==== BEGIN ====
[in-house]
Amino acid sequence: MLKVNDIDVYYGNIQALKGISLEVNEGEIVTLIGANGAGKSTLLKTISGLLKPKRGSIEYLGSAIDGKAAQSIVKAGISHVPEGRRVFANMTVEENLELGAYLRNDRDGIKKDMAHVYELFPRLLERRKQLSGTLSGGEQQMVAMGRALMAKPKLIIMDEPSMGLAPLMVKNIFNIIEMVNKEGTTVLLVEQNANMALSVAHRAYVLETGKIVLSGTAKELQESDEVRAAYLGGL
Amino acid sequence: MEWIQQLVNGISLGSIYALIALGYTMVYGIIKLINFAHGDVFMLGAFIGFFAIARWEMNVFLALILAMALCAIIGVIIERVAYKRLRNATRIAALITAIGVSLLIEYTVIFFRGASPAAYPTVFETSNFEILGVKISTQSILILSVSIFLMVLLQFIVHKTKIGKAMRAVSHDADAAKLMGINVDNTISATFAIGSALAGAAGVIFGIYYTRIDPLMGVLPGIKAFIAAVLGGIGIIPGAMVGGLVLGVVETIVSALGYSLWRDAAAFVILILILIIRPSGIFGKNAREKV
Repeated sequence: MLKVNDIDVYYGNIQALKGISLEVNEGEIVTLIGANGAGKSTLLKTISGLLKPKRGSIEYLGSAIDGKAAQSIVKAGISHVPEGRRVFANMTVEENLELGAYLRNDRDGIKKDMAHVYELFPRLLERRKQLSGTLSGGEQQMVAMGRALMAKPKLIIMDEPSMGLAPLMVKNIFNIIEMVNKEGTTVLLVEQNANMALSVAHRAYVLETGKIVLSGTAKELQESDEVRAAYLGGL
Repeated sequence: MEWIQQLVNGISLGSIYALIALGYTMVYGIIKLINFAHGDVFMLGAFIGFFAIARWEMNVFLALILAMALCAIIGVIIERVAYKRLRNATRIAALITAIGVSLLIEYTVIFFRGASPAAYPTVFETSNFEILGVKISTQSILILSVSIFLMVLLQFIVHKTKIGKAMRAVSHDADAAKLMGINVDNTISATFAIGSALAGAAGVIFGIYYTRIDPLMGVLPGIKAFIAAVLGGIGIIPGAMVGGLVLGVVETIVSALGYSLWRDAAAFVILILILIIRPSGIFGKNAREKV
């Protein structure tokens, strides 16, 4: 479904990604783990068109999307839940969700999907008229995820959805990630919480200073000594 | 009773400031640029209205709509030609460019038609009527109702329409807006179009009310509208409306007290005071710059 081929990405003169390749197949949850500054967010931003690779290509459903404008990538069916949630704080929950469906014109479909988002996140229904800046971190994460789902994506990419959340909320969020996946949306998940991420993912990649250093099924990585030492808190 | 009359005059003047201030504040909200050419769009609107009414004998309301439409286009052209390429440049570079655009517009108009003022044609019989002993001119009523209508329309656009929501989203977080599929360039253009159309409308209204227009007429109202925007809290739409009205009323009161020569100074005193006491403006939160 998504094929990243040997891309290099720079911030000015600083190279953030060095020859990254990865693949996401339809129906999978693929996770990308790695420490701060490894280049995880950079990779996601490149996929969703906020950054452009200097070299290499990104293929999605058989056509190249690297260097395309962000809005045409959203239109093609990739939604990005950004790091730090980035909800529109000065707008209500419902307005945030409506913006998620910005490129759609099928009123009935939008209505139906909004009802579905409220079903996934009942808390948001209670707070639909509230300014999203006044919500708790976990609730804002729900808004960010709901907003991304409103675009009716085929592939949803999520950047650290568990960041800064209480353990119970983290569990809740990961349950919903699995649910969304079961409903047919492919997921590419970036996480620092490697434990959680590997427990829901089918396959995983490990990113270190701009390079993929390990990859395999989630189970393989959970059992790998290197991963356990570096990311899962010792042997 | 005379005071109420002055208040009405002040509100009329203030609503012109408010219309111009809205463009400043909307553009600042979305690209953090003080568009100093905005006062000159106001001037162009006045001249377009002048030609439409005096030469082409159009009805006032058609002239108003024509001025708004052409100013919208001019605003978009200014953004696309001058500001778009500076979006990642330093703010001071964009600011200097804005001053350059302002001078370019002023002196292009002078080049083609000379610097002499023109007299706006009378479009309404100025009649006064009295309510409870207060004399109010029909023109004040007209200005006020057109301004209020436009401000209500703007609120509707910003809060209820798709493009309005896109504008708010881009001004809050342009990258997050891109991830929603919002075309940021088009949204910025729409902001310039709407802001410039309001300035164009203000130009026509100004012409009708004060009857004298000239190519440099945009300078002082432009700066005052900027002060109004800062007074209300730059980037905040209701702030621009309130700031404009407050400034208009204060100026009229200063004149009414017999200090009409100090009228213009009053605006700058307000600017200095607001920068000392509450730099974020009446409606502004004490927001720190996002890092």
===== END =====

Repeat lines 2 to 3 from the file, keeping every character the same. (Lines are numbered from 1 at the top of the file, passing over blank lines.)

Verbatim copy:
Amino acid sequence: MLKVNDIDVYYGNIQALKGISLEVNEGEIVTLIGANGAGKSTLLKTISGLLKPKRGSIEYLGSAIDGKAAQSIVKAGISHVPEGRRVFANMTVEENLELGAYLRNDRDGIKKDMAHVYELFPRLLERRKQLSGTLSGGEQQMVAMGRALMAKPKLIIMDEPSMGLAPLMVKNIFNIIEMVNKEGTTVLLVEQNANMALSVAHRAYVLETGKIVLSGTAKELQESDEVRAAYLGGL
Amino acid sequence: MEWIQQLVNGISLGSIYALIALGYTMVYGIIKLINFAHGDVFMLGAFIGFFAIARWEMNVFLALILAMALCAIIGVIIERVAYKRLRNATRIAALITAIGVSLLIEYTVIFFRGASPAAYPTVFETSNFEILGVKISTQSILILSVSIFLMVLLQFIVHKTKIGKAMRAVSHDADAAKLMGINVDNTISATFAIGSALAGAAGVIFGIYYTRIDPLMGVLPGIKAFIAAVLGGIGIIPGAMVGGLVLGVVETIVSALGYSLWRDAAAFVILILILIIRPSGIFGKNAREKV